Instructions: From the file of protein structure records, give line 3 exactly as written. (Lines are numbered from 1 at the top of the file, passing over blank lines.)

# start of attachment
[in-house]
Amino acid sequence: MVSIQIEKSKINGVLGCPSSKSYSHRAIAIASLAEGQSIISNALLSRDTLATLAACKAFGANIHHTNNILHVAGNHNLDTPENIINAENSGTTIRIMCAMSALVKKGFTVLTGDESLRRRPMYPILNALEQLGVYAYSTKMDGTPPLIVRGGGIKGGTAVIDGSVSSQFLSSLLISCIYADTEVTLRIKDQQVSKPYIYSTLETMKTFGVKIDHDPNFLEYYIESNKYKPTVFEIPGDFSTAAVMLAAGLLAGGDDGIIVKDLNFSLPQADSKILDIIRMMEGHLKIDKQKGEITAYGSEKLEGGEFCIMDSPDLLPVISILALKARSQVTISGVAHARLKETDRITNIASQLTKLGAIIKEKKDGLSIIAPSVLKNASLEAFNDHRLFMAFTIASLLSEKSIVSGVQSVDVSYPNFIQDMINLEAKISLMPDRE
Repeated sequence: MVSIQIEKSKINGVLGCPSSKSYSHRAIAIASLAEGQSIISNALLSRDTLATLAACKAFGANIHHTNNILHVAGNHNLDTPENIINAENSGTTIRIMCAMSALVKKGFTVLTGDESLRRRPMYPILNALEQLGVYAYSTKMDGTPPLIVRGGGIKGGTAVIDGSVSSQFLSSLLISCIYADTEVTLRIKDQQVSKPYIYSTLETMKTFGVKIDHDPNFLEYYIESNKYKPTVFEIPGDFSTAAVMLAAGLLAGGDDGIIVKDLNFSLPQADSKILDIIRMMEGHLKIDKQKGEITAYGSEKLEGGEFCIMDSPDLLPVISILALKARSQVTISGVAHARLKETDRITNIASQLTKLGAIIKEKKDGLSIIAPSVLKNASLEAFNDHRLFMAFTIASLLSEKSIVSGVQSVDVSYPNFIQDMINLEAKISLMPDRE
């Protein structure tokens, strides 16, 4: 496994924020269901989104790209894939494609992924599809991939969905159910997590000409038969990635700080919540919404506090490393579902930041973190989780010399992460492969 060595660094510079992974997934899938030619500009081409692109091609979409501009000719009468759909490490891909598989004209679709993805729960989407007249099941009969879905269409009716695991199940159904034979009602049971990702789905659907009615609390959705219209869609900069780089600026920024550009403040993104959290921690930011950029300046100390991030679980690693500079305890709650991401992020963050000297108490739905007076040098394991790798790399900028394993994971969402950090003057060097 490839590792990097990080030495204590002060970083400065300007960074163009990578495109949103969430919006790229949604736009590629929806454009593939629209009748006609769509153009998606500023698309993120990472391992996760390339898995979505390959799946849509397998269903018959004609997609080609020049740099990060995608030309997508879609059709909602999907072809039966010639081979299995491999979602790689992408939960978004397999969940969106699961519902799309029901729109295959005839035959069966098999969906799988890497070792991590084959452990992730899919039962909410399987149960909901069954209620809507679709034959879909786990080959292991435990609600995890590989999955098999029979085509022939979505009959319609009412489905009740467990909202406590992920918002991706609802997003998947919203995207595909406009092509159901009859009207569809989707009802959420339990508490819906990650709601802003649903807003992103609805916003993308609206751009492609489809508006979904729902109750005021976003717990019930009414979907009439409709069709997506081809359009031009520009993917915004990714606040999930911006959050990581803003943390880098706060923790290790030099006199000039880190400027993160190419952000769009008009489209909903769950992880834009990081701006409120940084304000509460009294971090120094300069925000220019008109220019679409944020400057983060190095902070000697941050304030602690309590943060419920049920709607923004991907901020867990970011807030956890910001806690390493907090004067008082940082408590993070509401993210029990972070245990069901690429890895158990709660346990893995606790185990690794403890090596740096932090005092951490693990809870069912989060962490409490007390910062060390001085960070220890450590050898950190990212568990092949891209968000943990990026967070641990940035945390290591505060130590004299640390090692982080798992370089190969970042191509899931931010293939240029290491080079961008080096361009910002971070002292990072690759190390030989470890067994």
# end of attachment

Repeated sequence: MVSIQIEKSKINGVLGCPSSKSYSHRAIAIASLAEGQSIISNALLSRDTLATLAACKAFGANIHHTNNILHVAGNHNLDTPENIINAENSGTTIRIMCAMSALVKKGFTVLTGDESLRRRPMYPILNALEQLGVYAYSTKMDGTPPLIVRGGGIKGGTAVIDGSVSSQFLSSLLISCIYADTEVTLRIKDQQVSKPYIYSTLETMKTFGVKIDHDPNFLEYYIESNKYKPTVFEIPGDFSTAAVMLAAGLLAGGDDGIIVKDLNFSLPQADSKILDIIRMMEGHLKIDKQKGEITAYGSEKLEGGEFCIMDSPDLLPVISILALKARSQVTISGVAHARLKETDRITNIASQLTKLGAIIKEKKDGLSIIAPSVLKNASLEAFNDHRLFMAFTIASLLSEKSIVSGVQSVDVSYPNFIQDMINLEAKISLMPDRE